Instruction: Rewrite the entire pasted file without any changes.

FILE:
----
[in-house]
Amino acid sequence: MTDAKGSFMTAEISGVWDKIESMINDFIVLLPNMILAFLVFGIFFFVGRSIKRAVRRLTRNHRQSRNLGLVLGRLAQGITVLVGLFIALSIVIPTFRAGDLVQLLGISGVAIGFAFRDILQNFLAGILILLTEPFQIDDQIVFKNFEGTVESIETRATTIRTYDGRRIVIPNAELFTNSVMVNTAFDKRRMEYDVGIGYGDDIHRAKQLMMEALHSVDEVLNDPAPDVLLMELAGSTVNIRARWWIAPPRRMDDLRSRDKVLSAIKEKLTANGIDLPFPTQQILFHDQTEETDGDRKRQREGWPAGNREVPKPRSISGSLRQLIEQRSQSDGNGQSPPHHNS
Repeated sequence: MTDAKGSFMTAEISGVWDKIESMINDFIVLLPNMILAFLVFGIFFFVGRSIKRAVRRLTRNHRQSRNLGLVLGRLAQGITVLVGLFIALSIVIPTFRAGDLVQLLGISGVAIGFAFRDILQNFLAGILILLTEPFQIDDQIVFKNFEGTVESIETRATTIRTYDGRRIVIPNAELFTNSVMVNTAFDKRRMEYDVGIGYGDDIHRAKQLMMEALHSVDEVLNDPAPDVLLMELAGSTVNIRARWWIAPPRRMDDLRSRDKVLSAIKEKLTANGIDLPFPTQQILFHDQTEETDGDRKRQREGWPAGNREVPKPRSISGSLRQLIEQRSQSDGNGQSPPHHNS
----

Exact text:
[in-house]
Amino acid sequence: MTDAKGSFMTAEISGVWDKIESMINDFIVLLPNMILAFLVFGIFFFVGRSIKRAVRRLTRNHRQSRNLGLVLGRLAQGITVLVGLFIALSIVIPTFRAGDLVQLLGISGVAIGFAFRDILQNFLAGILILLTEPFQIDDQIVFKNFEGTVESIETRATTIRTYDGRRIVIPNAELFTNSVMVNTAFDKRRMEYDVGIGYGDDIHRAKQLMMEALHSVDEVLNDPAPDVLLMELAGSTVNIRARWWIAPPRRMDDLRSRDKVLSAIKEKLTANGIDLPFPTQQILFHDQTEETDGDRKRQREGWPAGNREVPKPRSISGSLRQLIEQRSQSDGNGQSPPHHNS
Repeated sequence: MTDAKGSFMTAEISGVWDKIESMINDFIVLLPNMILAFLVFGIFFFVGRSIKRAVRRLTRNHRQSRNLGLVLGRLAQGITVLVGLFIALSIVIPTFRAGDLVQLLGISGVAIGFAFRDILQNFLAGILILLTEPFQIDDQIVFKNFEGTVESIETRATTIRTYDGRRIVIPNAELFTNSVMVNTAFDKRRMEYDVGIGYGDDIHRAKQLMMEALHSVDEVLNDPAPDVLLMELAGSTVNIRARWWIAPPRRMDDLRSRDKVLSAIKEKLTANGIDLPFPTQQILFHDQTEETDGDRKRQREGWPAGNREVPKPRSISGSLRQLIEQRSQSDGNGQSPPHHNS